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The memories we leave behind

white wall with photos of the family in various photo frames

white wall with photos of the family in various photo frames  

Be the beloved for those around us, be the light of someone’s life

Most people don’t know that one of the fiercest battles during the Second World War was fought in Kohima. The invading Japanese Army was forced to retreat by British and Allied troops in Kohima and Imphal.

Today, on the ridge where the brutal fighting took place is a beautifully maintained war cemetery. There are some 1,420 graves of British and Allied troops and 900 of Indian soldiers. Though many Nagas also fought to save their land, sadly, there is only one Naga grave — of a 21-year-old man.

Each grave, though just a slab of grey stone, tells the story of a young man far from home and the memories he left behind for those who grieved for him. The words used on these graves — beloved, cherished, selfless, pride, joy, adored, the light of our lives, irreplaceable — tells the story of each man buried there.

I could not but help think of the memories each one had left behind in those words. I remembered my two music teachers, Misses Wroughton, during my childhood in the U.K. who had large pictures of handsome young men on top of the piano — brothers, lovers, fathers and uncles who did not come back from the war.

Though it was 20 years later, they still spoke of them with shaking voices, eyes brimming. Now standing by these graves, I remembered some of the words they used, the words inscribed on so many of these graves.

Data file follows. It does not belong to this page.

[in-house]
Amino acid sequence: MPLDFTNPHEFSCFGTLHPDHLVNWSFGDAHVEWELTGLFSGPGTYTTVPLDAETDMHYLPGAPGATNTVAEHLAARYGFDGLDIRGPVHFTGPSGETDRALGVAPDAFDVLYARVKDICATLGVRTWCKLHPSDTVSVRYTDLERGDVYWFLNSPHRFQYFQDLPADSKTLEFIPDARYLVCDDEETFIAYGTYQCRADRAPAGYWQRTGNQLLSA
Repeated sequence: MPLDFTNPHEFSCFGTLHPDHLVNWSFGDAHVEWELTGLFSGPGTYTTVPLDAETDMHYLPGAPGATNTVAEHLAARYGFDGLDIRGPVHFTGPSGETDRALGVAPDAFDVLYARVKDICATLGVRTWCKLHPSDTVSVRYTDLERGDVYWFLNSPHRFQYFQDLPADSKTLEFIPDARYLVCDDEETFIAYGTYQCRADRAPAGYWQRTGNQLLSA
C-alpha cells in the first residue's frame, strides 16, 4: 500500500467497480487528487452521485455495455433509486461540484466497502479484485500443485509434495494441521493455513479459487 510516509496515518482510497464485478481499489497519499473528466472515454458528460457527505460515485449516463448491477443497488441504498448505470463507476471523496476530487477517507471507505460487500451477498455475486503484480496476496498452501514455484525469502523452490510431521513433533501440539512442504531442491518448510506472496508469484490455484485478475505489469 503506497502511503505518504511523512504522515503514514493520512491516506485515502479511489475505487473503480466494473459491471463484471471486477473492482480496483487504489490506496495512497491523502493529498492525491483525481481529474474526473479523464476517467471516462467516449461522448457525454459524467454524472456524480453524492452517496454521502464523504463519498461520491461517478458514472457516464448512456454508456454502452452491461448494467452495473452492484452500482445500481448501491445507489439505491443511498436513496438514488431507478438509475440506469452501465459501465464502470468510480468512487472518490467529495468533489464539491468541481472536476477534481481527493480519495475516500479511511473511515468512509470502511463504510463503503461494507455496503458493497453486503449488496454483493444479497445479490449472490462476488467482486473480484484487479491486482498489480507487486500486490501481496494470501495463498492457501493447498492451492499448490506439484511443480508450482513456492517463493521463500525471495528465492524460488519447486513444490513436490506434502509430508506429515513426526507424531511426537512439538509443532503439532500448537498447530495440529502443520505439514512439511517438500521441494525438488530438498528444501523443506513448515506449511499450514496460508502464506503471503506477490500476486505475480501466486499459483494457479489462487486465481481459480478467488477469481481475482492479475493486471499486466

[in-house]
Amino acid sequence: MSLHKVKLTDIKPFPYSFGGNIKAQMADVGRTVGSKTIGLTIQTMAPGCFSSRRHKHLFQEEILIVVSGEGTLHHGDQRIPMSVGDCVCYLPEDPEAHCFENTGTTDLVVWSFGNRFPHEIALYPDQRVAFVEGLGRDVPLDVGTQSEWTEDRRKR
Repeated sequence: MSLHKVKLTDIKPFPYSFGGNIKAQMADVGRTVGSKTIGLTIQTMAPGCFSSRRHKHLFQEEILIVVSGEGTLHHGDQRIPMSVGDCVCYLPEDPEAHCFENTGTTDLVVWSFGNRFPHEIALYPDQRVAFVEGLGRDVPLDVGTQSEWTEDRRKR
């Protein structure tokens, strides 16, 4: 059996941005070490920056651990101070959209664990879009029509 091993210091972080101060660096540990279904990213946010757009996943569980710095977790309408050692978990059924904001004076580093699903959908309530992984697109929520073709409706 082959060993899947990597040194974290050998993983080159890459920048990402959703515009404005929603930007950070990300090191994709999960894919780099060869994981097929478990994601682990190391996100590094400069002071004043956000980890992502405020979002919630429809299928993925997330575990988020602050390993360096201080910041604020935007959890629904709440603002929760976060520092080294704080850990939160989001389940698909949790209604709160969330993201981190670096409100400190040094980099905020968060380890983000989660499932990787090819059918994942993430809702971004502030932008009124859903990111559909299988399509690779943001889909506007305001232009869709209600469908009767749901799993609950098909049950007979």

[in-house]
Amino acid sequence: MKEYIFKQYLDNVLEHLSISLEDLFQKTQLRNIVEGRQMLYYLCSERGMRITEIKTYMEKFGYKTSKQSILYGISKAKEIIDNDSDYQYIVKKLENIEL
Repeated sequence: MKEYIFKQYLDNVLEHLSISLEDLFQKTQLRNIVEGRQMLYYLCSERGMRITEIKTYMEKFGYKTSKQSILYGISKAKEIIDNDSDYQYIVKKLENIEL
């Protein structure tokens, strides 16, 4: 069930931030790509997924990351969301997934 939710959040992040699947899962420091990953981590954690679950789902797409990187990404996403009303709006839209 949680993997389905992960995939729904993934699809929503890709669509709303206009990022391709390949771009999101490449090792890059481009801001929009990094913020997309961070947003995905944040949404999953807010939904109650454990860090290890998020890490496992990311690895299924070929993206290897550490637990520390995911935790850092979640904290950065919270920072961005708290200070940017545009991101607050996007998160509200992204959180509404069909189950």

Priest and writer Henri Nouwen in his book Bread for the Journey often emphasises the need to deliberately make good memories for our friends and family. Take the time, he says, give surprises, create time for togetherness, rejoice in everything, knowing that our loving actions are the memories our loved ones will have of us one day.

Be the beloved for those around us. Be the cherished friend. Be the light of someone’s life.

How does one do this in our busy time-bound lives? I took a day off from my tightly packed schedule and invited my daughter for a day at the beach. She was alarmed initially, then happily joined me. We sat on the warm sand and played our favourite songs. Then we read poems to each other, and finally sat holding each other’s hands watching the waves crashing into the sand. We saw the first stars come out and much later a beautiful crescent moon.

“I’ll never forget today,” she said. “Good. Maybe 20 years from now, you will remember a day when you sat with your mother on the beach and did nothing but listen to music, read poetry and saw the stars.”

ushajesudasan@gmail.com

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Printable version | May 31, 2020 10:09:04 PM | https://www.thehindu.com/opinion/open-page/making-memories/article31259392.ece

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